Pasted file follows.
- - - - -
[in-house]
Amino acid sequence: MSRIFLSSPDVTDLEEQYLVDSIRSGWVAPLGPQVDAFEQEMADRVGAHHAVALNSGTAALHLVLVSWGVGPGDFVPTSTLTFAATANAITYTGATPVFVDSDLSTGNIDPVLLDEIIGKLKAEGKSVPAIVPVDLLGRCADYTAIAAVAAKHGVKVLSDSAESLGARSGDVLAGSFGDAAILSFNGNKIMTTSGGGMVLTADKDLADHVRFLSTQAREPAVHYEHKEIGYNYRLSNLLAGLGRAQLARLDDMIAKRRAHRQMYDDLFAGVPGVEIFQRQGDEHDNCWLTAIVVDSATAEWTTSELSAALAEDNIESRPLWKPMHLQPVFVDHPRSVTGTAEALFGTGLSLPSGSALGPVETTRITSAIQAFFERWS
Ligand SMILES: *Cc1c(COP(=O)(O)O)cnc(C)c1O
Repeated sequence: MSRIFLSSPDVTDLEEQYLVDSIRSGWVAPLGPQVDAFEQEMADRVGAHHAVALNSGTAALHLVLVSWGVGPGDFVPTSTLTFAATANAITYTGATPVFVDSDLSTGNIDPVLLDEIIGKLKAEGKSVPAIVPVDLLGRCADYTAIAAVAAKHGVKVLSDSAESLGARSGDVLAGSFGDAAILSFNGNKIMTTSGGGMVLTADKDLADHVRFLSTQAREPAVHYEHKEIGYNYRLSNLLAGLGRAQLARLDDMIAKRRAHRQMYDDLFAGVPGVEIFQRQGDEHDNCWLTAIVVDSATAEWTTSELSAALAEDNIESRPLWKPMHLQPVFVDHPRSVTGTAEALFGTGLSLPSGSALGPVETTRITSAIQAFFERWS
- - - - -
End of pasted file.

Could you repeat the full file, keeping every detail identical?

[in-house]
Amino acid sequence: MSRIFLSSPDVTDLEEQYLVDSIRSGWVAPLGPQVDAFEQEMADRVGAHHAVALNSGTAALHLVLVSWGVGPGDFVPTSTLTFAATANAITYTGATPVFVDSDLSTGNIDPVLLDEIIGKLKAEGKSVPAIVPVDLLGRCADYTAIAAVAAKHGVKVLSDSAESLGARSGDVLAGSFGDAAILSFNGNKIMTTSGGGMVLTADKDLADHVRFLSTQAREPAVHYEHKEIGYNYRLSNLLAGLGRAQLARLDDMIAKRRAHRQMYDDLFAGVPGVEIFQRQGDEHDNCWLTAIVVDSATAEWTTSELSAALAEDNIESRPLWKPMHLQPVFVDHPRSVTGTAEALFGTGLSLPSGSALGPVETTRITSAIQAFFERWS
Ligand SMILES: *Cc1c(COP(=O)(O)O)cnc(C)c1O
Repeated sequence: MSRIFLSSPDVTDLEEQYLVDSIRSGWVAPLGPQVDAFEQEMADRVGAHHAVALNSGTAALHLVLVSWGVGPGDFVPTSTLTFAATANAITYTGATPVFVDSDLSTGNIDPVLLDEIIGKLKAEGKSVPAIVPVDLLGRCADYTAIAAVAAKHGVKVLSDSAESLGARSGDVLAGSFGDAAILSFNGNKIMTTSGGGMVLTADKDLADHVRFLSTQAREPAVHYEHKEIGYNYRLSNLLAGLGRAQLARLDDMIAKRRAHRQMYDDLFAGVPGVEIFQRQGDEHDNCWLTAIVVDSATAEWTTSELSAALAEDNIESRPLWKPMHLQPVFVDHPRSVTGTAEALFGTGLSLPSGSALGPVETTRITSAIQAFFERWS